In spite of extensive research on the pathogenesis of MS, no effective therapy is available to halt this demyelinating disease process. In MS, myelin repair is generally insufficient despite the relative survival of oligodendrocytes within the plaques and the recruitment of oligodendrocyte precursors. Promoting remyelination, therefore, appears to be a crucial therapeutic challenge. While neurotrophins (NGF, NT-3, NT-4/5, and BDNF) and glial cell line-derived neurotrophic factor (GDNF)-related factors (GDNF, neurturin) do not increase myelinogenesis, ciliary neurotrophic factor (CNTF) induces a strong promyelinating effect. Therefore, increasing the level of CNTF in the CNS is an important step in repairing axonal damage in MS. Although gene manipulation and stereotaxic injection of CNTF into the brain are available options, it seems from the therapeutic angle, the best option is to stimulate/induce the production of CNTF within the CNS of patients with MS. Is it really possible? Our exciting preliminary results demonstrate that it is possible by a natural compound. Cinnamon is a natural spice and flavoring material used for centuries throughout the world. We have found that oral feeding of ground cinnamon increases the level of CNTF in the CNS of normal mice and mice with experimental allergic encephalomyelitis (EAE);an animal model of MS. Consistently, cinnamon metabolite sodium benzoate (NaB) also increases the expression of CNTF in astrocytes. Therefore, from the academic angle, we have planned experiments in Specific aim I to investigate molecular mechanisms by which cinnamon metabolite NaB increases CNTF in astrocytes.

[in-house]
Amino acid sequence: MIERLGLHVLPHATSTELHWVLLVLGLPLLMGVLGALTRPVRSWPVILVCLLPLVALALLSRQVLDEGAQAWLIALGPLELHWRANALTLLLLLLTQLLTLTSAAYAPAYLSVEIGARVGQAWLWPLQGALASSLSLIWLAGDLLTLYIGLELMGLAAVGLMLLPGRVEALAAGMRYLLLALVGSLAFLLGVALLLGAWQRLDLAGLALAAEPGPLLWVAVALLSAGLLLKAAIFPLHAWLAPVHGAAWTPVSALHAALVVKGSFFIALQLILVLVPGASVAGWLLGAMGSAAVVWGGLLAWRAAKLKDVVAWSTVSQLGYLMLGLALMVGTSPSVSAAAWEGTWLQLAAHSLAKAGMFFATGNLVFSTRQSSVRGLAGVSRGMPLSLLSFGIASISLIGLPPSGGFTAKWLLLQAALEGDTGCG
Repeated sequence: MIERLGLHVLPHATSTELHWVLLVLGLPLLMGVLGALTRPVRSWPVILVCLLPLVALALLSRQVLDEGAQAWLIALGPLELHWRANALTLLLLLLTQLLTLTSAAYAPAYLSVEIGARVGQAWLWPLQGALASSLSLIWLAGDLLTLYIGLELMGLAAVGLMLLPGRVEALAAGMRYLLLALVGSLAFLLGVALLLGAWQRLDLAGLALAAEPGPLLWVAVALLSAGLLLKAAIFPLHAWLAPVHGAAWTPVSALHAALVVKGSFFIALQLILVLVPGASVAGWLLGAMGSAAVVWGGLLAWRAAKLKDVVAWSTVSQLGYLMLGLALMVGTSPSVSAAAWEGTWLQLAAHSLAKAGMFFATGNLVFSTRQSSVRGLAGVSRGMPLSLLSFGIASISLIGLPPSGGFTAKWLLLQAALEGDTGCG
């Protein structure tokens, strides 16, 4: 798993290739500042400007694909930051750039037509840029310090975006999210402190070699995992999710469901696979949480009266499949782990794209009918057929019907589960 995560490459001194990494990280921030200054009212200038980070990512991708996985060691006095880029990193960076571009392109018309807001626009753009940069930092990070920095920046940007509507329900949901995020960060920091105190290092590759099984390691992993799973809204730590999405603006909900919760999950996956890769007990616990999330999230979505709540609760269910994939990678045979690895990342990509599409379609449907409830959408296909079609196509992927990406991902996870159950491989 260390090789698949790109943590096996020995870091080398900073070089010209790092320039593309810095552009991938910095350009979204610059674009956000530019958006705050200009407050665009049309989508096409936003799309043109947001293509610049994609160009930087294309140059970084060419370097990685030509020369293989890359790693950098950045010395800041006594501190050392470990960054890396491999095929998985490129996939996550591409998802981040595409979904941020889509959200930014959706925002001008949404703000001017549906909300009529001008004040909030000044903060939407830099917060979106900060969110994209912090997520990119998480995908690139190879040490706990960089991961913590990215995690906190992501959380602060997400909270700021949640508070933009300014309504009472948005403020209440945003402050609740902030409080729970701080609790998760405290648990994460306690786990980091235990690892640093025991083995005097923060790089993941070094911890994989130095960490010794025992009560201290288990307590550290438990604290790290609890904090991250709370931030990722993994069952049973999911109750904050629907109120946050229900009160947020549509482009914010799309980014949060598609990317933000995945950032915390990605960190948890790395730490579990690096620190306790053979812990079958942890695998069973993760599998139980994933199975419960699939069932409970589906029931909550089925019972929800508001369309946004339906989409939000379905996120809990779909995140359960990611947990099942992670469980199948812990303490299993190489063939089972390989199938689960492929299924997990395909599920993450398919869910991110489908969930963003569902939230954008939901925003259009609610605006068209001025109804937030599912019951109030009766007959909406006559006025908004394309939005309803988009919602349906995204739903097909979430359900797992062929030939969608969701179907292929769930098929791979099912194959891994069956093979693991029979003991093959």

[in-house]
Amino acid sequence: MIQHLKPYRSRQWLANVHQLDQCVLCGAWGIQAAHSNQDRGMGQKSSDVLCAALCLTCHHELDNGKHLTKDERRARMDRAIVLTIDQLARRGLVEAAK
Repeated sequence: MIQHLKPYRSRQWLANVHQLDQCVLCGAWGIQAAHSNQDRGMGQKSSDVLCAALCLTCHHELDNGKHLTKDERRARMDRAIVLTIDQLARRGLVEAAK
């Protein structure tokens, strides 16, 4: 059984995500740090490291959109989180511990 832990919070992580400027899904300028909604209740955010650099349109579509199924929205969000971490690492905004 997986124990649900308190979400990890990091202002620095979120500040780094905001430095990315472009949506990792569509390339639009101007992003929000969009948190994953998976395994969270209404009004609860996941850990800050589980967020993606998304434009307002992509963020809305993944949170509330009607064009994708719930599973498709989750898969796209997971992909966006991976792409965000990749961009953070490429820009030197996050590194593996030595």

Specific aim II has been devoted for therapeutic purposes. Here we would like to delineate the efficacy of orally administered cinnamon in inhibiting the disease process of EAE.
Specific aim III has been enshrined to delineate if cinnamon requires CNTF to inhibit the disease process of EAE. If our study becomes successful, it will describe a novel myelinotrophic activity of cinnamon and ~ 1 teaspoonful of ground cinnamon per day may help MS patients to manage the disease process bringing down the drug cost to <$10 per month for each patient.

Public Health Relevance

In spite of extensive research on the pathogenesis of MS, no effective therapy is available to halt this demyelinating disease process. Studies proposed from various angles in this grant application will delineate the efficacy of orally administered cinnamon in increasing oligodendroglial trophic factor CNTF in the CNS and inhibiting the disease process of EAE, an animal model of MS. If our study becomes successful, ~1 teaspoonful of ground cinnamon per day with tea, milk, cocoa, or honey may help MS patients to manage the disease process.

Agency
National Institute of Health (NIH)
Institute
National Center for Complementary & Alternative Medicine (NCCAM)
Type
Research Project (R01)
Project #
5R01AT006681-03
Application #
8675192
Study Section
Special Emphasis Panel (ZRG1-BDCN-N (02))
Program Officer
Pontzer, Carol H
Project Start
2011-06-01
Project End
2016-05-31
Budget Start
2013-06-01
Budget End
2014-05-31
Support Year
3
Fiscal Year
2013
Total Cost
$363,750
Indirect Cost
$121,250
Name
Rush University Medical Center
Department
Neurosciences
Type
Schools of Medicine
DUNS #
068610245
City
Chicago
State
IL
Country
United States
Zip Code
60612
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